The psychiatrist should also obtain and review transcripts of the depositions of the plaintiff and key defense witnesses prior to conducting the mental examination, in order to place the plaintiff's account into context.
The psychiatrist also should insist upon having sufficient time and latitude to thoroughly explore the plaintiff's background. Sometimes a plaintiff's attorney will attempt to limit the examination to an hour or two or to restrict the examiner's areas of inquiry to the plaintiff's psychological reaction to the events at issue in the lawsuit. This is unacceptable, as it will make the exploration of possible Axis II issues virtually impossible. The psychiatrist should be prepared to give an affidavit to the court explaining why these restrictions are unworkable.Presentation of Axis II Findings
While an Axis II diagnosis might serve to exculpate the employer in some cases, such a result does not necessarily follow in every employment lawsuit. The specific role played by Axis II pathology should be presented carefully by the psychiatrist in the formulation of the case in deposition or trial testimony. The following are examples of such scenarios.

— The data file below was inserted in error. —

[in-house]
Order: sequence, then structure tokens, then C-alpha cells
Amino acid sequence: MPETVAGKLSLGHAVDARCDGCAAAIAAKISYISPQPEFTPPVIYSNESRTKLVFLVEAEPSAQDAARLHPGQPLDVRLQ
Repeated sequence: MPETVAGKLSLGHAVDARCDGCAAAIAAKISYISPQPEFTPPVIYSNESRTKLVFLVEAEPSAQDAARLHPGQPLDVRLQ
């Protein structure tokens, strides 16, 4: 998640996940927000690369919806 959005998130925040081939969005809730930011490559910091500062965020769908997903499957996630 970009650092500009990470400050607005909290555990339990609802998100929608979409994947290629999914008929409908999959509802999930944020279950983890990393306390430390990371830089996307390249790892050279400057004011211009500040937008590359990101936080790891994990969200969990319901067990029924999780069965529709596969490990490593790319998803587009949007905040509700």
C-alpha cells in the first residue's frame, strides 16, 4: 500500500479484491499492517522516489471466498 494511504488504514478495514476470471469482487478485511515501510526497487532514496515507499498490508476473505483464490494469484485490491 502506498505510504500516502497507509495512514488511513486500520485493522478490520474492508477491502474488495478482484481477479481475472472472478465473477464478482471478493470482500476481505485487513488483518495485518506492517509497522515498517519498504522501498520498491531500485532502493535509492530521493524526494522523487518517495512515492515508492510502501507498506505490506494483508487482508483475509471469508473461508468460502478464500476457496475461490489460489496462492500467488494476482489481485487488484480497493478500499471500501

Plaintiff has a personality disorder that caused them to instigate events of which they now complain. If an employee with BPD or HPD engages in seductive banter or conduct and then complains of sexual harassment when co-workers respond, the personality disorder would be relevant to the defendant's liability, since a plaintiff who welcomes harassing conduct cannot later complain about it.
Plaintiff has a personality disorder that caused them to misinterpret words or actions of co-workers. An employee with BPD may interpret a supervisor's compliment or friendliness as a sexual overture. An employee with PPD may interpret co-workers' inadvertent failure to invite them to lunch as racially discriminatory. In these instances, the allegations of discrimination are a product of the plaintiff's personality disorder, rather than external reality.